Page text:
- If the solution being deployed was a windows service, the deployment service would now stop and uninstall it if it were already installed and running.
- Copy all the files from the temporary directory over the top of the actual binaries using robocopy.
- If the solution being deployed was a website or a web service, the deployment service would now recycle the app pool that the site was running under.
- If the solution being deployed was a windows service, the deployment service would now install it.
- Delete all temporary files.
Simple, right? Seriously though, that was the brains of the system and it really didn’t do anything out-of-this-world. Deploying binaries and/or files really isn’t that hard!
But what about environment-specific configuration?
This is a much debated point and I’m not claiming that the way we dealt with environment-specific configuration is the only way to go, but it was certainly simple and enabled us to have automated stress-free deployments.
For every application we built, we would maintain separate config files for each environment. That’s right – we had a Web.config (for localhost), Web.Development.config, Web.Test.config, Web.Staging.config and Web.Production.config. I know some of you reading this will be rolling your eyes right about now and thinking… “So every time I need to add a new key to my config file, I have to add it to 5 different files?!? What a nightmare!!”. Trust me, it really isn’t that hard to keep all these files in sync and seriously, it’s much easier than trying to manually merge config files at the last minute before deploying. Think about it this way – once a system is up and running, you don’t add keys anywhere near as often as you have to deploy (x number of environments you’re deploying to).
So how did the right config file get deployed to each environment? Well, all these environment-specific config files would be included as part of the project to be deployed. Each instance of the deployment web service knew which environment it was sitting in and deploying to (this was configured via it’s own web.config) so as I described above, the deployment web service would pick the correct config file based on it’s filename, delete all the others and rename the correct one to Web.config (or App.config). Easy peasy.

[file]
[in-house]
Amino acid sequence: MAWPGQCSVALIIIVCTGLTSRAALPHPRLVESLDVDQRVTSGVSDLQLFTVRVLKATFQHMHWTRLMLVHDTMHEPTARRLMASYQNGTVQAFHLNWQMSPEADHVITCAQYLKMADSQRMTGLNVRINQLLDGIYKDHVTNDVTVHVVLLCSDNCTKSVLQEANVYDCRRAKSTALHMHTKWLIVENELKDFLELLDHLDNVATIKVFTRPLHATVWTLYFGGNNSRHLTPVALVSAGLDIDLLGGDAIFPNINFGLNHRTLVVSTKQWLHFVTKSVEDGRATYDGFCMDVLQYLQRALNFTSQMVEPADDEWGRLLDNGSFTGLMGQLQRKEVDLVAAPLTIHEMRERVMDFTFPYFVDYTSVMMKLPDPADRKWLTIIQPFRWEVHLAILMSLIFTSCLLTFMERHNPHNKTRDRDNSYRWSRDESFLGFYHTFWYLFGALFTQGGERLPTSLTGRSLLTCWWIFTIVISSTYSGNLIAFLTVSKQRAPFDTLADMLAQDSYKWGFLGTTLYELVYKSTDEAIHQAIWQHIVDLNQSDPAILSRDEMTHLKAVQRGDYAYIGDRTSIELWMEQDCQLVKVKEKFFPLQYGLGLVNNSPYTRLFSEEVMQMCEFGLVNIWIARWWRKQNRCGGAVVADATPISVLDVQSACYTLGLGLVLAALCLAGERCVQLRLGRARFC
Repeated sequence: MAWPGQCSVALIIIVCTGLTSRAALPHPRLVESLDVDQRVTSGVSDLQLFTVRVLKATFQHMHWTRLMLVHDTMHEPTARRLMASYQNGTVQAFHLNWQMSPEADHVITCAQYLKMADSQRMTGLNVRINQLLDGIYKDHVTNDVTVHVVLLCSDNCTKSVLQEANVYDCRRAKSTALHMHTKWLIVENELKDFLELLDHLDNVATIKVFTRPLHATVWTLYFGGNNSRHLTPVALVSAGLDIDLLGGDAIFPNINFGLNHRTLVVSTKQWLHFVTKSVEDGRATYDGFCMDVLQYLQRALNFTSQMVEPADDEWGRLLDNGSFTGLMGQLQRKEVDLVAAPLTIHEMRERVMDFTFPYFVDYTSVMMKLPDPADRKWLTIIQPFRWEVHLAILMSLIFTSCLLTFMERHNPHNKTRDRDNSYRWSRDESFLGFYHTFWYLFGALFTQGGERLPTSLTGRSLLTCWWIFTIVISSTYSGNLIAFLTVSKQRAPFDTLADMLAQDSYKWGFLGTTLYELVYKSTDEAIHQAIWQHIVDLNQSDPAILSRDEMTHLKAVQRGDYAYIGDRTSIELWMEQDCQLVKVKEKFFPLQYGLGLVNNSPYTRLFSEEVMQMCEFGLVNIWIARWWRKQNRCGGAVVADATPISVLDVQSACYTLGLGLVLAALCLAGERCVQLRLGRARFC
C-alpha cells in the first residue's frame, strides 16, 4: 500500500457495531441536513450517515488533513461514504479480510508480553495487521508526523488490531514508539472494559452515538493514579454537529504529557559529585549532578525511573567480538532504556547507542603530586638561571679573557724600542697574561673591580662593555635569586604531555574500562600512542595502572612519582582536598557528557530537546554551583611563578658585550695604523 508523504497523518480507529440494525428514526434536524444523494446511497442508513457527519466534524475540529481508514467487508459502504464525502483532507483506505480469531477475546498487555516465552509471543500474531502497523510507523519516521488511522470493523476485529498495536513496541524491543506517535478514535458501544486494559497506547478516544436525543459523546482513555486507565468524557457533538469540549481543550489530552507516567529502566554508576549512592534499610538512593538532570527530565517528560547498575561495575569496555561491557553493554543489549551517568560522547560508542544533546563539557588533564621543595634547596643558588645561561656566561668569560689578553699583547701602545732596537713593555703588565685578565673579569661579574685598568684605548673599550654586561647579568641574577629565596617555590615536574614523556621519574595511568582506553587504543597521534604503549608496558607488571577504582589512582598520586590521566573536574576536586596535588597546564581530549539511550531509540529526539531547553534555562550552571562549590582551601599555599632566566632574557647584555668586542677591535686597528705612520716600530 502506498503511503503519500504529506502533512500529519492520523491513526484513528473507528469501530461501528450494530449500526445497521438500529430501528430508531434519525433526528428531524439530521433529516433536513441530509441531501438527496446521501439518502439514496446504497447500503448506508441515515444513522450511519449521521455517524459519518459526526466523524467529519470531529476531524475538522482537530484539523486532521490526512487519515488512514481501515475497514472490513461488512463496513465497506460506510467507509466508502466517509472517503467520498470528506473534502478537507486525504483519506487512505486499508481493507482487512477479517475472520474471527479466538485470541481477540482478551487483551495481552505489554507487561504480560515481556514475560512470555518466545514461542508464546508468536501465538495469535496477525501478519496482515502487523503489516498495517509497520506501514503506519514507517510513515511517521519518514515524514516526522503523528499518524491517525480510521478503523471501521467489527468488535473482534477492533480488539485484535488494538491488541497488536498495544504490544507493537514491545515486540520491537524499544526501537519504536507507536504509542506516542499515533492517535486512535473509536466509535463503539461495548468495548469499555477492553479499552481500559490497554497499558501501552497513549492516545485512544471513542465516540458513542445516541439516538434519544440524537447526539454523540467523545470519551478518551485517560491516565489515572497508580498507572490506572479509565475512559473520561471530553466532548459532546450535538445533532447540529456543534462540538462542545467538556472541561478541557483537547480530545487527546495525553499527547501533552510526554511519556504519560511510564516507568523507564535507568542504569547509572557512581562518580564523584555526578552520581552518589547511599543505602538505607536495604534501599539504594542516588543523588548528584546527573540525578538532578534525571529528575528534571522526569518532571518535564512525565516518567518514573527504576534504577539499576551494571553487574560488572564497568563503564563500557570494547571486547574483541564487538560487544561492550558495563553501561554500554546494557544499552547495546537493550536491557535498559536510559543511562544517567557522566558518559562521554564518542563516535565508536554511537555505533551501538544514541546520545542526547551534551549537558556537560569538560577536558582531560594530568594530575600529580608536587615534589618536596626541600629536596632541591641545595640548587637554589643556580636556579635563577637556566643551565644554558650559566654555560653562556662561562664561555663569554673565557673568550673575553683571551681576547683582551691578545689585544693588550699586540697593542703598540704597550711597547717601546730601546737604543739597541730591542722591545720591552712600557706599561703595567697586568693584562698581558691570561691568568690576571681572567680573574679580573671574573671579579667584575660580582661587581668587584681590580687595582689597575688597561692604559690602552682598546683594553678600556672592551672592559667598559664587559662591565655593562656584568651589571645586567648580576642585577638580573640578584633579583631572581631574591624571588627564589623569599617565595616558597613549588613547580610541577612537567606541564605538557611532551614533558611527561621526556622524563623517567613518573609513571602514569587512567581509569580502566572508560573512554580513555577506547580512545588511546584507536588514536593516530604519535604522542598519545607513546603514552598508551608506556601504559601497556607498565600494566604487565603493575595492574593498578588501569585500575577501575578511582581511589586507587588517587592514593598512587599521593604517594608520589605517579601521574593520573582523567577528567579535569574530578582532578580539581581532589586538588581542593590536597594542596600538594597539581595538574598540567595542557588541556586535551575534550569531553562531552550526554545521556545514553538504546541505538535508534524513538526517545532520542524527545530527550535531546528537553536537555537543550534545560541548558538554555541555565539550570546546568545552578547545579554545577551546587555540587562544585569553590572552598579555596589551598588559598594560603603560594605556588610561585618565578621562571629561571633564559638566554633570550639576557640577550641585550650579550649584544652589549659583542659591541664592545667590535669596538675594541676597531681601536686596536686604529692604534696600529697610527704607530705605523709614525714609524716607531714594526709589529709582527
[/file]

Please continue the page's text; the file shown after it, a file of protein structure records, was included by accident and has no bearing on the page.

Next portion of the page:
Having used several different techniques for deploying code through environments and out to production over the years, this system certainly demonstrated various benefits and in particular, satisfied all of the qualities held by a good deployment process which I listed above.
Since this system was triggered from Teamcity, it really couldn’t get any easier to manage deployments. Deployments became a matter of pushing one button and waiting for a couple of minutes to see the result. There was no manual merging of config files, no remoting onto the server to restart an app pool. Just one button click.
In terms of set up, although this system is made up of several components, it was fairly easy to configure a new project to be deployed. Sure, there were a few steps involved but they were all simple and more or less a copy-and-paste of an existing project’s deployment scripts. It was also pretty straight-forward to set up a new server to deploy to. This involved setting up the deployment web service on the new server and updating any MSBuild scripts with the hostname of the new server for projects that you want to deploy to it.
Because it was highly configurable, the system was able to deploy several components at the same time, to various different servers.
Because we used Teamcity to trigger the deployments, we had all the whole build log that Teamcity produces. I put some logging into the custom MSBuild tasks so that we could see what was going on from within Teamcity’s build logs. Later on, I added some code to update a version databases so that deployments were visible from within our intranet.
Rolling back to a previous version was a matter of looking up which version number you wish to roll back to and setting this version number in the parameters passed to the deployment MSBuild script by Teamcity. The custom MSBuild tasks and deployment web service would then pick up that particular version and re-deploy it.
In over a year of daily deployments of several different web sites, web services, windows services and static files, my deployment system never failed. Having this system in place enabled us to focus on writing cool software and getting it out often and early instead of planning stressful deployments. Everyone benefited from this system – developers and testers could easily and quickly deploy to dev, test and staging as often as they wanted, without waiting for sys admins to be free, and production deployments were no harder. Sys admins didn’t need to know anything about how to deploy, managers were able to see when a new version had been deployed to a particular environment and all the automation meant that there was very little room for human error. A definite win for everyone!
If your team doesn’t have an automated deployment system already in place, I implore you to either build your own (like we did) or use an off-the-shelf one. It may take a bit of effort to set it all up at the beginning, but it’s definitely worth it in the long run.